Gather round readers. I am about to reveal a handful of literature gems. Each year, I teach about six novel studies with the whole class. We complete activities related to the book that hopefully enhance reading comprehension and improve critical thinking and writing skills. I have a wide range of readers, so I have to be careful with my book and activity choices. The plot of the book and writing assignments must be accessible to my lower readers but keep the higher readers engaged.
Below is a list some of my favorite literature activities. I am hoping you educators might see a novel idea (see how I slipped in that play on words?) that you could use in your classroom this year. But, I always need new ideas to keep things interesting. Do you have any suggestions for me?
Point of View Journals
After reading the first chapter of a book, each student selects one of the main characters. I ask them to re-tell the chapter from the point of view of the selected character. We share samples with the whole class and compare the differences in the re-telling. Why is one character’s story different from another? The students complete this task for every chapter, writing 4-5 sentences per chapter. The students stick with the same character throughout the book. Once students make their character choice, they may not change.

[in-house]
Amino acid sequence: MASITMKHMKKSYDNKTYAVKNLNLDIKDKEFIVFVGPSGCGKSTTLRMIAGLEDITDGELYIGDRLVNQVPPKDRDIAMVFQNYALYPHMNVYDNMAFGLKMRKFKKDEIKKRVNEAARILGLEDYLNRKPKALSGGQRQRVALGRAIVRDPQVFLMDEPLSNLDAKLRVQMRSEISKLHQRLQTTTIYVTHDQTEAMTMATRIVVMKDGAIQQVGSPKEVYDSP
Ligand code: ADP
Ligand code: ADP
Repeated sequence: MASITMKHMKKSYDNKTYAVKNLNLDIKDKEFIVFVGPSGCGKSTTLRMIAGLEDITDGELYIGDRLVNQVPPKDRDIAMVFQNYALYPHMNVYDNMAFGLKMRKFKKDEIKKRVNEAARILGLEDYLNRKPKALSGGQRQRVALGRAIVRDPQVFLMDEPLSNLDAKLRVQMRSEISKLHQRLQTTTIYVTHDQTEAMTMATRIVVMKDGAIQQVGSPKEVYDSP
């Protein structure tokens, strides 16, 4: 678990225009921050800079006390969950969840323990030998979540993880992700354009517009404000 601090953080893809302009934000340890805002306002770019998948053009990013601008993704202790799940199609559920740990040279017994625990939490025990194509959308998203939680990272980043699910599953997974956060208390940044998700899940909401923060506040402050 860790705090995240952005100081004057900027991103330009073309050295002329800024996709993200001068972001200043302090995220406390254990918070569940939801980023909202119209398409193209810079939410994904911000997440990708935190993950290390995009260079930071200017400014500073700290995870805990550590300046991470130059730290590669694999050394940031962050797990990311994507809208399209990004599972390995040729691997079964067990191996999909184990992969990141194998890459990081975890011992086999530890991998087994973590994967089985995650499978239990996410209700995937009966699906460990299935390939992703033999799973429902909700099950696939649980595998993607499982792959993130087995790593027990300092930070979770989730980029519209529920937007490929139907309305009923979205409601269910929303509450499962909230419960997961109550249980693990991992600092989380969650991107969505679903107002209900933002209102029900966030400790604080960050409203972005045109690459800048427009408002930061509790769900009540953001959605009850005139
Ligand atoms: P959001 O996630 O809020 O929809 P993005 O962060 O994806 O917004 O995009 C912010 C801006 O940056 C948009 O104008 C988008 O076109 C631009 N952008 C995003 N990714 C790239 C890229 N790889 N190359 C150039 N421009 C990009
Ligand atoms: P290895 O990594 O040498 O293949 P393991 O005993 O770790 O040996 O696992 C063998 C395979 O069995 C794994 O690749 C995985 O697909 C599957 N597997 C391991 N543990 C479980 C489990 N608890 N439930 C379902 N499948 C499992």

Give each student a ledger sized piece of white copy paper (11×17). Legal paper will work too; letter sized is too small. Dip a tea bag in cold water for several minutes, carefully squeeze out excess water, and “paint” the entire piece of paper until it is a tannish color. Let paper dry. When it is dry, it will be this nice crinkly texture and look like parchment paper.